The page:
Goose Me—149 Times!
The Gardener keeps adding fruit trees and brambles to our yard. After abortive attempts at apples and red raspberries years ago it took years—and the examples of 4th Street Farm and London Ferrill Community Garden and Orchard—to convince us to try again.
Gardeners speak of a three-year investment in perennial and long-bearing plants: first the plants sleep, then they creep, and then, finally, the long imagined leap into the happiness of real productivity. With our fruits, I think of the years more like this:
- Year 1: Keep them watered; hover over them as they settle in. Our new "Nikita's Gift" persimmon from Nolin River Nut Tree Nursery is in this stage this year. Two small black raspberry brambles, a gift, are just getting oriented to our back yard, too.
- Year 2: Count the first fruits. When our two Montmorency cherries first bore fruit, we counted a grand total of six! This year our two gooseberry bushes, planted to take advantage of backyard shade, yielded a whopping 149 mysterious, sour fruits. One small crisp's worth!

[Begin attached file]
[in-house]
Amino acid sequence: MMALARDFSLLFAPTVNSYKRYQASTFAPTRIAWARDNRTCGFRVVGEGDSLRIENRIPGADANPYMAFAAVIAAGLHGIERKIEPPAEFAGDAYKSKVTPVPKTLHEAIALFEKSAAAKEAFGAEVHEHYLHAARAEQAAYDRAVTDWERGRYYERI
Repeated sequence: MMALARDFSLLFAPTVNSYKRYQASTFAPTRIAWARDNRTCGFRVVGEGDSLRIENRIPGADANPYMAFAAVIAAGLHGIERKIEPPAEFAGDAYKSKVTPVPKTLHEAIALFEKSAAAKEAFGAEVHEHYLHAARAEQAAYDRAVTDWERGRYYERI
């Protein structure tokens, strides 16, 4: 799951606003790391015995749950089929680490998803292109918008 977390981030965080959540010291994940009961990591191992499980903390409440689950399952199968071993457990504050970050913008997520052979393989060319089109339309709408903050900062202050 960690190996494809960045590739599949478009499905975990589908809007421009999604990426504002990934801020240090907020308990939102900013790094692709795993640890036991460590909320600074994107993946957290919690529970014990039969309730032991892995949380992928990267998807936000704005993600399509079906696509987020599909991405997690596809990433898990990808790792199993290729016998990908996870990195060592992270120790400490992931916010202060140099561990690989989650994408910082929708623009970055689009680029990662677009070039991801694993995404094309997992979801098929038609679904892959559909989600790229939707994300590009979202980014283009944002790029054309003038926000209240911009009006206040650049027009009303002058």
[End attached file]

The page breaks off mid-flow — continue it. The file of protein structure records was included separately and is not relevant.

- Year 3: Make pies. Freeze. Share with friends. This year our cherries yielded five pitted quarts of gorgeous fruits, with one tree's harvest shared unintentionally with a host of robins. Of our four established plum trees, two offered more fruits than we can reasonably count. The Gardener began experimenting with dehydrating them to make prunes.
Picking the 149 gooseberries, trying to dodge their mean thorns, I enjoyed a little visit in my head with Dad. Dad loved work of almost any kind, but he made an exception for picking gooseberries. "Joyce and I didn't much like it when Mama asked us to pick the gooseberries." I came to expect him to say that, perhaps enjoying his own visit in his head with his beloved younger sister, just as I took my first slurp of one of the gooseberry pies he mastered from about 1995 - 2000.
The thorns make gooseberries' fruits more precious, though I had a hard time yesterday imagining future years in which our plants bear so much fruit it's beyond counting. The "ouch" and the slurp: forever entwined.